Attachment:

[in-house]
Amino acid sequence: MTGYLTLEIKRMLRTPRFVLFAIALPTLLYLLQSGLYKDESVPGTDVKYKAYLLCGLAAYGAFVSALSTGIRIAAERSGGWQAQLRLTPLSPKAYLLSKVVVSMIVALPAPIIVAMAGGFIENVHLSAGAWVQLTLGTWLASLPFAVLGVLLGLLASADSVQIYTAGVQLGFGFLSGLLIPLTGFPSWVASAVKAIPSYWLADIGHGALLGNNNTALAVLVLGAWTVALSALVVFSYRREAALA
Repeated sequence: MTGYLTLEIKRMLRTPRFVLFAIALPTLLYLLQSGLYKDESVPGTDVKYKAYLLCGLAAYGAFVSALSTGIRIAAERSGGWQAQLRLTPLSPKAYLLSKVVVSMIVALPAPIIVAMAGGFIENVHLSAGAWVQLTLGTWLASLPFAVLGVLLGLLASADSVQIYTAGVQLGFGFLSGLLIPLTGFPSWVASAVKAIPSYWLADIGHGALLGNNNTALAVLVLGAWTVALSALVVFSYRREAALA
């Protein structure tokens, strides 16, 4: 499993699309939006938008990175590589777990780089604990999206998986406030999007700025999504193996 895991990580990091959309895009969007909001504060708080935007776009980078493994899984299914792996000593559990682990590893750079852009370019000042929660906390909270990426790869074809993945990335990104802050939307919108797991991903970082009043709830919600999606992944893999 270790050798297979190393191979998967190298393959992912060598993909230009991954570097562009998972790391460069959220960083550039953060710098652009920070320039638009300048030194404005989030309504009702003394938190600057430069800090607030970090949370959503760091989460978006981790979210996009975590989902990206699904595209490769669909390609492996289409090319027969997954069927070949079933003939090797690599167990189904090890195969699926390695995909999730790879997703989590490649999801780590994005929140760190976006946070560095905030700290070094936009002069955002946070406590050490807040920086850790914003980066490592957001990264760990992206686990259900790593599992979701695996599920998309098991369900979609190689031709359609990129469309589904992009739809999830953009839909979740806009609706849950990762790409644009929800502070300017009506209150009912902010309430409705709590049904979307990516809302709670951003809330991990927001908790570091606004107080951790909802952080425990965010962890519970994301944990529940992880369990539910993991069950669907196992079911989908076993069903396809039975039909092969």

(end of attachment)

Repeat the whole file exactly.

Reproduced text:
[in-house]
Amino acid sequence: MTGYLTLEIKRMLRTPRFVLFAIALPTLLYLLQSGLYKDESVPGTDVKYKAYLLCGLAAYGAFVSALSTGIRIAAERSGGWQAQLRLTPLSPKAYLLSKVVVSMIVALPAPIIVAMAGGFIENVHLSAGAWVQLTLGTWLASLPFAVLGVLLGLLASADSVQIYTAGVQLGFGFLSGLLIPLTGFPSWVASAVKAIPSYWLADIGHGALLGNNNTALAVLVLGAWTVALSALVVFSYRREAALA
Repeated sequence: MTGYLTLEIKRMLRTPRFVLFAIALPTLLYLLQSGLYKDESVPGTDVKYKAYLLCGLAAYGAFVSALSTGIRIAAERSGGWQAQLRLTPLSPKAYLLSKVVVSMIVALPAPIIVAMAGGFIENVHLSAGAWVQLTLGTWLASLPFAVLGVLLGLLASADSVQIYTAGVQLGFGFLSGLLIPLTGFPSWVASAVKAIPSYWLADIGHGALLGNNNTALAVLVLGAWTVALSALVVFSYRREAALA
């Protein structure tokens, strides 16, 4: 499993699309939006938008990175590589777990780089604990999206998986406030999007700025999504193996 895991990580990091959309895009969007909001504060708080935007776009980078493994899984299914792996000593559990682990590893750079852009370019000042929660906390909270990426790869074809993945990335990104802050939307919108797991991903970082009043709830919600999606992944893999 270790050798297979190393191979998967190298393959992912060598993909230009991954570097562009998972790391460069959220960083550039953060710098652009920070320039638009300048030194404005989030309504009702003394938190600057430069800090607030970090949370959503760091989460978006981790979210996009975590989902990206699904595209490769669909390609492996289409090319027969997954069927070949079933003939090797690599167990189904090890195969699926390695995909999730790879997703989590490649999801780590994005929140760190976006946070560095905030700290070094936009002069955002946070406590050490807040920086850790914003980066490592957001990264760990992206686990259900790593599992979701695996599920998309098991369900979609190689031709359609990129469309589904992009739809999830953009839909979740806009609706849950990762790409644009929800502070300017009506209150009912902010309430409705709590049904979307990516809302709670951003809330991990927001908790570091606004107080951790909802952080425990965010962890519970994301944990529940992880369990539910993991069950669907196992079911989908076993069903396809039975039909092969």